Selective triggering of platelet apoptosis, platelet activation or both

Authors

  • Armen V. Gyulkhandanyan,

    1. Division of Transfusion Medicine, Department of Laboratory Medicine, The Keenan Research Centre in the Li Ka Shing Knowledge Institute of St. Michael's Hospital, Toronto, ON, Canada
    Search for more papers by this author
  • Asuman Mutlu,

    1. Division of Transfusion Medicine, Department of Laboratory Medicine, The Keenan Research Centre in the Li Ka Shing Knowledge Institute of St. Michael's Hospital, Toronto, ON, Canada
    Search for more papers by this author
  • John Freedman,

    1. Division of Transfusion Medicine, Department of Laboratory Medicine, The Keenan Research Centre in the Li Ka Shing Knowledge Institute of St. Michael's Hospital, Toronto, ON, Canada
    2. Toronto Platelet Immunobiology Group, Toronto, ON, Canada
    3. Departments of Laboratory Medicine and Pathobiology, and Medicine, University of Toronto, Toronto, ON, Canada
    Search for more papers by this author
  • Valery Leytin

    Corresponding author
    1. Toronto Platelet Immunobiology Group, Toronto, ON, Canada
    2. Departments of Laboratory Medicine and Pathobiology, and Medicine, University of Toronto, Toronto, ON, Canada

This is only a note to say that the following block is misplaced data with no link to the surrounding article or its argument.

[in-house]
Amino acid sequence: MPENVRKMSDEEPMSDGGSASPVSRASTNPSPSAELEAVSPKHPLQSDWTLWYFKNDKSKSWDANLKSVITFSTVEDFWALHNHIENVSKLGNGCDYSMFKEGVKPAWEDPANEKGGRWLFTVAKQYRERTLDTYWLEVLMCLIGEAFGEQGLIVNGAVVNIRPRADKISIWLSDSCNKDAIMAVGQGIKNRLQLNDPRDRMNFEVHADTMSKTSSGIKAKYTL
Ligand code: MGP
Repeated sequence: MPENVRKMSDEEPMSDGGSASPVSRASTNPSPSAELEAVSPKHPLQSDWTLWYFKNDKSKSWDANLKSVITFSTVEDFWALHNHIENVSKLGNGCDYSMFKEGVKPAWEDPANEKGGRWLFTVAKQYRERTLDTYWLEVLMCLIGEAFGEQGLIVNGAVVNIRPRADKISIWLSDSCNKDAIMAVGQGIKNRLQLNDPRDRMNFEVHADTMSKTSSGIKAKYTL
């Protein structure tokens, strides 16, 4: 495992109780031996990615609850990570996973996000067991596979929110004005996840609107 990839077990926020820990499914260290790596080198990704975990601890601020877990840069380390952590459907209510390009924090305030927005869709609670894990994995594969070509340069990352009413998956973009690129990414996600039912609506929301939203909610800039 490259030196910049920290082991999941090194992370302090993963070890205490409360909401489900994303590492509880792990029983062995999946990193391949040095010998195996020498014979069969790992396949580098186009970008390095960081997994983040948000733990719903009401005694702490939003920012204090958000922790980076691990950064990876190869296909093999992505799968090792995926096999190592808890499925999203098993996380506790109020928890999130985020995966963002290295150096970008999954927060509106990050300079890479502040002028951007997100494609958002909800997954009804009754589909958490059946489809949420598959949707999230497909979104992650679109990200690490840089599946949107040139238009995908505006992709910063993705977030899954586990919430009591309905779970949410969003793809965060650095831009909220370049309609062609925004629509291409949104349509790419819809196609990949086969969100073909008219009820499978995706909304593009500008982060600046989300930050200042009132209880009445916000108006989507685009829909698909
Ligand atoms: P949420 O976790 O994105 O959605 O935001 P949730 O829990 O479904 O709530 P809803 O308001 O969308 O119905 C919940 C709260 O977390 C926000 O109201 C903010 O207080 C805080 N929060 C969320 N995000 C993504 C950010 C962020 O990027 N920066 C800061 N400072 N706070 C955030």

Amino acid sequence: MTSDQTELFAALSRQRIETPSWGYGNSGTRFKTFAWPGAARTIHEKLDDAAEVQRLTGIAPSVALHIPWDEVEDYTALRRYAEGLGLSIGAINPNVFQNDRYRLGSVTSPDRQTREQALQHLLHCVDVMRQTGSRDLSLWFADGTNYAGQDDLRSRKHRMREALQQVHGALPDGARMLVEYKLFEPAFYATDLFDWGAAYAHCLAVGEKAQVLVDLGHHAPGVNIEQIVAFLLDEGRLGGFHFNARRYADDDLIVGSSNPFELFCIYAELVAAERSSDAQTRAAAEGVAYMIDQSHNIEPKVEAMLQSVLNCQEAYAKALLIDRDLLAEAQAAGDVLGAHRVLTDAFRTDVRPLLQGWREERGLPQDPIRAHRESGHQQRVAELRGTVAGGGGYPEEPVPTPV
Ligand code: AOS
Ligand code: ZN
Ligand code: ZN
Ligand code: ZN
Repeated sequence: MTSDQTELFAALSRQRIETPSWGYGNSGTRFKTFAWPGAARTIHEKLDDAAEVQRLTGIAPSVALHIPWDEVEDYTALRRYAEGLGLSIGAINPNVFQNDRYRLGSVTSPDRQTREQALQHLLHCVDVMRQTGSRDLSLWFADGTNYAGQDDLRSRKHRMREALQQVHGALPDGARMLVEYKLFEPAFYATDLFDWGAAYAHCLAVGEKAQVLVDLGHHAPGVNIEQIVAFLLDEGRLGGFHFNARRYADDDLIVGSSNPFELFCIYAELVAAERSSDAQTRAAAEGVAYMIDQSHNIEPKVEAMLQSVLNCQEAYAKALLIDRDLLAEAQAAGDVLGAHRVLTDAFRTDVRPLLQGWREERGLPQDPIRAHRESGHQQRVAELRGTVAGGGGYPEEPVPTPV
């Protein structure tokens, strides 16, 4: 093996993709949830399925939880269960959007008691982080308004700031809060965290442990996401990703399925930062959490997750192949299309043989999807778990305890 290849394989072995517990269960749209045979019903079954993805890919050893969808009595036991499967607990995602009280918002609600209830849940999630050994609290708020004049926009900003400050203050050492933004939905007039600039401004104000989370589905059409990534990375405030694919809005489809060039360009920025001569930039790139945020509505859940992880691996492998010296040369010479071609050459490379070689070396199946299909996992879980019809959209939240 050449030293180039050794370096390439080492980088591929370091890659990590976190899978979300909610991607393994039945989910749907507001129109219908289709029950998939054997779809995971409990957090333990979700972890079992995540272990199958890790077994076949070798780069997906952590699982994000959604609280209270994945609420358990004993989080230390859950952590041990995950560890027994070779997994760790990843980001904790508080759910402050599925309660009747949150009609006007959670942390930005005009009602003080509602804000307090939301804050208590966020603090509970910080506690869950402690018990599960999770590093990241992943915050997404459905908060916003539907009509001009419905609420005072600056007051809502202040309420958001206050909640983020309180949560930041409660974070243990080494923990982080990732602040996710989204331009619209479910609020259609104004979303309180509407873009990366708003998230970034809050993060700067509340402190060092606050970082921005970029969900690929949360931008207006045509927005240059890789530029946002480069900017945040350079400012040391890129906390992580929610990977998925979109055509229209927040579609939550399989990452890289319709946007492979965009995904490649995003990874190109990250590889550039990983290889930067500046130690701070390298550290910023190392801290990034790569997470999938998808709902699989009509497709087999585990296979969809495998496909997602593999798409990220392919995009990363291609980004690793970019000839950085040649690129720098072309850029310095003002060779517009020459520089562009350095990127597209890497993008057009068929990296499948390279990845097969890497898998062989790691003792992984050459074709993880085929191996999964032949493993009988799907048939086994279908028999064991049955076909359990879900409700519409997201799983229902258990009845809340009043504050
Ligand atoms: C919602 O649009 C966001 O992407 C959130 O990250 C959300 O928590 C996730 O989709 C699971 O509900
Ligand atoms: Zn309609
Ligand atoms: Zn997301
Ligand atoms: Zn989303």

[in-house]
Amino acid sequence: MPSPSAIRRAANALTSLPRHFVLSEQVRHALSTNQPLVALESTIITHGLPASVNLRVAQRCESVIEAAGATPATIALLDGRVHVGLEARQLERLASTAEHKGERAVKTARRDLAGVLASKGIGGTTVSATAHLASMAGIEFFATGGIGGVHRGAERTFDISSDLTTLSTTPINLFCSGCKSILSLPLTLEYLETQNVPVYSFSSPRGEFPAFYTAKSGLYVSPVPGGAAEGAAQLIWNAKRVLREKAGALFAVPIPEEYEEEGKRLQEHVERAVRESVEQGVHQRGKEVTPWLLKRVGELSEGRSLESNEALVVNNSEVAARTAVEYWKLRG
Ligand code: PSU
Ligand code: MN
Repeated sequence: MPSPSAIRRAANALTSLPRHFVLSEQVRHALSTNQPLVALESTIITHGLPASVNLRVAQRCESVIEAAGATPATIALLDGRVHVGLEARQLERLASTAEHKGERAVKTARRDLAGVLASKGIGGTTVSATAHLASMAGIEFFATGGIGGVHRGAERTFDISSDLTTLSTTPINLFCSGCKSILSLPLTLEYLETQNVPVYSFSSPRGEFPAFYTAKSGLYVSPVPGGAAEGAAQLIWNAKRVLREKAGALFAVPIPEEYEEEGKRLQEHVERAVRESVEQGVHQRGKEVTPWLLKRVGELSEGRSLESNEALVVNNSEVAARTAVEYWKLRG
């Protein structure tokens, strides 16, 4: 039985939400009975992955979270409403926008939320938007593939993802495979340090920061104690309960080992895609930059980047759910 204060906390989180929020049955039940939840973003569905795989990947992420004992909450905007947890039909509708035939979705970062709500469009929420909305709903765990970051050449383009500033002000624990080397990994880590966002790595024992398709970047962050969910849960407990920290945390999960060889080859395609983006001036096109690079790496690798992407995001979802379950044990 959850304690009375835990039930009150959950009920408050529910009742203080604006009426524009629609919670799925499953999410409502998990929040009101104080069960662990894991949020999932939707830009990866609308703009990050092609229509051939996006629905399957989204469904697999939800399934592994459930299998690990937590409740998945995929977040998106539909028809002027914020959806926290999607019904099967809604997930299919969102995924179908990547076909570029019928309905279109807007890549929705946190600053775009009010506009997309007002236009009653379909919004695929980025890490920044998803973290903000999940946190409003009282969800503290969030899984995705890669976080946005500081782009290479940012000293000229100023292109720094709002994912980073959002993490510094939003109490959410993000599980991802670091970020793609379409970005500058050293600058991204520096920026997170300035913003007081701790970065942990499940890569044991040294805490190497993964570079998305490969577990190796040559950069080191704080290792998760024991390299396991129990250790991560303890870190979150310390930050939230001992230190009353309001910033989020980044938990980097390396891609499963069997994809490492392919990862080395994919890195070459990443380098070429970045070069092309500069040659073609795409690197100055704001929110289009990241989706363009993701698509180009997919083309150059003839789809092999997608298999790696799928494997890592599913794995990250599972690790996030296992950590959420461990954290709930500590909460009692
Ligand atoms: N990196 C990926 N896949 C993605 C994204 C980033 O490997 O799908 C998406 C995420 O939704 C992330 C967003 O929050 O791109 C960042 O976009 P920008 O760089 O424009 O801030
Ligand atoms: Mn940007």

3. Department of Physics, Ryerson University, Toronto, ON, Canada
    • Division of Transfusion Medicine, Department of Laboratory Medicine, The Keenan Research Centre in the Li Ka Shing Knowledge Institute of St. Michael's Hospital, Toronto, ON, Canada
    Search for more papers by this author

Correspondence: Valery Leytin, Transfusion Medicine, St. Michael's Hospital, LKSKI, 209 Victoria Street, Rm. 419, Toronto, ON, Canada M5B 1T8.

E-mail: leytinv@smh.ca

Summary

Anucleate platelets perform two fundamental processes, activation and apoptosis. We elaborated an approach for selective and concurrent stimulation of platelet apoptosis and/or activation, processes important in haemostasis and platelet clearance. Human platelets were treated with BH3 mimetic ABT-737, thrombin, calcium ionophore A23187 and matched diluents. Apoptosis was determined as mitochondrial inner membrane potential (ΔΨm) depolarization and activation as P-selectin exposure. At optimal treatment conditions (90–180 min, 37°C), ABT-737 predominantly induced apoptosis, when 77–81% platelets undergo only ΔΨm depolarization. The ABT-737 impact on ΔΨm depolarization is strongly time- and temperature-dependent, and much higher at 37°C than at room temperature. In contrast, when platelets were treated with thrombin for 15–90 min at either temperature, activation-only was predominantly (79–85%) induced, whereas A23187 triggers both apoptosis and activation (73–81%) when platelets were treated for 15–60 min at 37°C or 15–90 min at room temperature. These data demonstrate that, depending on the triggering stimulus, platelets predominantly undergo ΔΨm depolarization-only, P-selectin exposure-only, or both responses, indicating that platelet apoptosis and activation are different phenomena driven by different mechanisms. The described model provides a basis for studying differential pharmacological manipulation of platelet apoptosis and activation and their role in haemostasis, thrombosis and platelet clearance.

Ancillary